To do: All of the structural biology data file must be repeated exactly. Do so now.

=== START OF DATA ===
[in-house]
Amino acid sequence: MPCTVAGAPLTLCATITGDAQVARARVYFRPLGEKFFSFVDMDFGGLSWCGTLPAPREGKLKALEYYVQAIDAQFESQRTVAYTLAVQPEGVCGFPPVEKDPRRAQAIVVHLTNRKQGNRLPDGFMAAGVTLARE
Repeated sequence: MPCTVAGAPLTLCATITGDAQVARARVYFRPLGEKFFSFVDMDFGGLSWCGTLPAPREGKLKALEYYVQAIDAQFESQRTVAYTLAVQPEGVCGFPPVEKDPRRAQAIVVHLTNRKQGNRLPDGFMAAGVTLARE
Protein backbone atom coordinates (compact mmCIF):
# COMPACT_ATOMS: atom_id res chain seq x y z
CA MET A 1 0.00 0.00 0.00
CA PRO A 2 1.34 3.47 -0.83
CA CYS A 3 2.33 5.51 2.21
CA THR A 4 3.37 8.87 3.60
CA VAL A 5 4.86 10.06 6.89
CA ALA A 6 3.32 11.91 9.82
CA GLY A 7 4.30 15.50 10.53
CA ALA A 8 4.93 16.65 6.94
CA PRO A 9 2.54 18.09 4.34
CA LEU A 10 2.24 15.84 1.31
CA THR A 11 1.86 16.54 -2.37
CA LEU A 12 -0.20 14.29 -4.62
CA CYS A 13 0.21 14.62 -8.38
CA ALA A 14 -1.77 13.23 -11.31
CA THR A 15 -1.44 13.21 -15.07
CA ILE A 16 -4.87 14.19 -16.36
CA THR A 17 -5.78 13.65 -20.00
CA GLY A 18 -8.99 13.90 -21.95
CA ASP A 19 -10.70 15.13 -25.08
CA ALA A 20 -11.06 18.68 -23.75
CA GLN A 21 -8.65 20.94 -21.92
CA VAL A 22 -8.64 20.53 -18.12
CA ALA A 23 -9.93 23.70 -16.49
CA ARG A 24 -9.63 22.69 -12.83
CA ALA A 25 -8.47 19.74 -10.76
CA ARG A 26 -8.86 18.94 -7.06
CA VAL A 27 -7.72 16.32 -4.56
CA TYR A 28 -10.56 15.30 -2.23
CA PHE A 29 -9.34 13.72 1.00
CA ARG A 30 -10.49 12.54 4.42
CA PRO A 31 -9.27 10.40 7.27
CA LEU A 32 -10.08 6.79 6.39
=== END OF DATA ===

[in-house]
Amino acid sequence: MPCTVAGAPLTLCATITGDAQVARARVYFRPLGEKFFSFVDMDFGGLSWCGTLPAPREGKLKALEYYVQAIDAQFESQRTVAYTLAVQPEGVCGFPPVEKDPRRAQAIVVHLTNRKQGNRLPDGFMAAGVTLARE
Repeated sequence: MPCTVAGAPLTLCATITGDAQVARARVYFRPLGEKFFSFVDMDFGGLSWCGTLPAPREGKLKALEYYVQAIDAQFESQRTVAYTLAVQPEGVCGFPPVEKDPRRAQAIVVHLTNRKQGNRLPDGFMAAGVTLARE
Protein backbone atom coordinates (compact mmCIF):
# COMPACT_ATOMS: atom_id res chain seq x y z
CA MET A 1 0.00 0.00 0.00
CA PRO A 2 1.34 3.47 -0.83
CA CYS A 3 2.33 5.51 2.21
CA THR A 4 3.37 8.87 3.60
CA VAL A 5 4.86 10.06 6.89
CA ALA A 6 3.32 11.91 9.82
CA GLY A 7 4.30 15.50 10.53
CA ALA A 8 4.93 16.65 6.94
CA PRO A 9 2.54 18.09 4.34
CA LEU A 10 2.24 15.84 1.31
CA THR A 11 1.86 16.54 -2.37
CA LEU A 12 -0.20 14.29 -4.62
CA CYS A 13 0.21 14.62 -8.38
CA ALA A 14 -1.77 13.23 -11.31
CA THR A 15 -1.44 13.21 -15.07
CA ILE A 16 -4.87 14.19 -16.36
CA THR A 17 -5.78 13.65 -20.00
CA GLY A 18 -8.99 13.90 -21.95
CA ASP A 19 -10.70 15.13 -25.08
CA ALA A 20 -11.06 18.68 -23.75
CA GLN A 21 -8.65 20.94 -21.92
CA VAL A 22 -8.64 20.53 -18.12
CA ALA A 23 -9.93 23.70 -16.49
CA ARG A 24 -9.63 22.69 -12.83
CA ALA A 25 -8.47 19.74 -10.76
CA ARG A 26 -8.86 18.94 -7.06
CA VAL A 27 -7.72 16.32 -4.56
CA TYR A 28 -10.56 15.30 -2.23
CA PHE A 29 -9.34 13.72 1.00
CA ARG A 30 -10.49 12.54 4.42
CA PRO A 31 -9.27 10.40 7.27
CA LEU A 32 -10.08 6.79 6.39